Study by BCG Shows That Millennials, Who Account for $1.3 Trillion in Direct Annual Spending, Engage More Extensively with Brands Than Do Older Consumers and Expect a Two-Way Marketing Relationship
DALLAS—The Millennial generation not only represents the consumer market of the future. It is also transforming the way in which companies must market their products both online and offline in order to be successful, according to a report released today by The Boston Consulting Group (BCG).
The report, titled The Reciprocity Principle: How Millennials Are Changing the Face of Marketing Forever, says that U.S. Millennials—the generation of people now 18 to 34 years old—engage with brands far more extensively and personally than do older generations, and they expect their values to be reflected in the brands they purchase. Because Millennials are heavy users of social media and mobile devices, the impact of their brand choices and feedback is greatly amplified and accelerated. BCG’s global research suggests that the findings about U.S. Millennials and their impact on marketing reflect similar trends among Millennials in other developed countries.
“The conventional linear and rational approach to marketing has been a process in which companies defined their brands and pushed brand and marketing messages at consumers. But this doesn’t work well with Millennials,” said Christine Barton, a BCG partner and the lead author of the report. “Millennials want and expect a two-way, reciprocal relationship with companies and their brands. As a result, modern marketing has become an ecosystem driven by interactions among marketers, customers, and potential customers, who help define brands and influence their success.”
The report is based on findings from surveys in 2013 conducted by BCG’s Center for Consumer and Customer Insight involving nearly 4,000 U.S. Millennials and non-Millennials. The surveys covered behavior, values, brand engagement, marketing tactics, and other topics. U.S. Millennials already account for an estimated $1.3 trillion in direct annual spending, of which at least $430 billion is estimated to be discretionary, nonessential spending. These estimates do not include substantial Millennial-influenced spending, such as by parents and grandparents. And this sum will grow dramatically as more Millennials reach peak earning and buying power. By 2030, the projected 78 million Millennials in the U.S. will outnumber the projected 56 million baby boomers (ages 50 to 69).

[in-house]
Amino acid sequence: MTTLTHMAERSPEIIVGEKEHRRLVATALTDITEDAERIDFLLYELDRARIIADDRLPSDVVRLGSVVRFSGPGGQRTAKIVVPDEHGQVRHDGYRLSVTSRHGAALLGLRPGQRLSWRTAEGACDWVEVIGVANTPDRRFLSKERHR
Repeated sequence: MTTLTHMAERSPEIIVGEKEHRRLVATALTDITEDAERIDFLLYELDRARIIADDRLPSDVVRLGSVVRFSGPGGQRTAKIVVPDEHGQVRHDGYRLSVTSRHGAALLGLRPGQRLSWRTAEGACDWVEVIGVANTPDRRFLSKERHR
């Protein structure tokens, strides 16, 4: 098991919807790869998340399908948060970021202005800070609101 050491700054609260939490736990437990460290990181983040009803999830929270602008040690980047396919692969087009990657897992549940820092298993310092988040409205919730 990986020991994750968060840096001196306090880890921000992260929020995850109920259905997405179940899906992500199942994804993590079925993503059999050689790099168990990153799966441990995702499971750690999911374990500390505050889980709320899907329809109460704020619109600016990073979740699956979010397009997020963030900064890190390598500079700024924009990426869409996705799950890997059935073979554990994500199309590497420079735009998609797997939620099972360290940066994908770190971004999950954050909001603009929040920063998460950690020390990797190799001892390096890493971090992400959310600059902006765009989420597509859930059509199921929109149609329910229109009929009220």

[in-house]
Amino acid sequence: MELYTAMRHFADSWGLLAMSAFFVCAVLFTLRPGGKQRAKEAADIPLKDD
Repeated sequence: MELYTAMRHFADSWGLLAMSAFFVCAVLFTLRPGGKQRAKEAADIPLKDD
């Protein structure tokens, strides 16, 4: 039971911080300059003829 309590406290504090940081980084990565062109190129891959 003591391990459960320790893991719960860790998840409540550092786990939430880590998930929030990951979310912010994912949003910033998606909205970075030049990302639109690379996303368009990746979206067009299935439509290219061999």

Millennials are driving a transformation of consumer marketing across five elements: reach, relevance, reputation, relation, and referral. Several findings from the BCG surveys illustrate these points:
The report suggests several actions companies should take if they haven’t done so already. First, they should set clear, measurable goals for marketing to Millennials. Companies must also transform their organizations by breaking down silos that separate different marketing and media functions, building the new capabilities required to compete in a reciprocal ecosystem, and devoting greater investment to more innovative media and tools that can measure short- and long-term returns from marketing.
“The imperative to engage and win over the Millennial generation represents an entirely new set of challenges and tactics for marketers in developed economies,” said Lara Koslow, a BCG partner who is global coleader of the firm’s marketing topic area. “This generation is ushering in the end of consumer marketing as companies have long known it.”
The report advises that companies reach out to Millennials wherever they are with a cross-media, cross-channel, cross-device brand presence. Brands should reinforce their authentic reputations and brand soul with the relevant values, personality traits, and communications. They should relate to Millennials by moving from push communications to two-way, open dialogue. And they should cultivate referrals among Millennial customers and employees.
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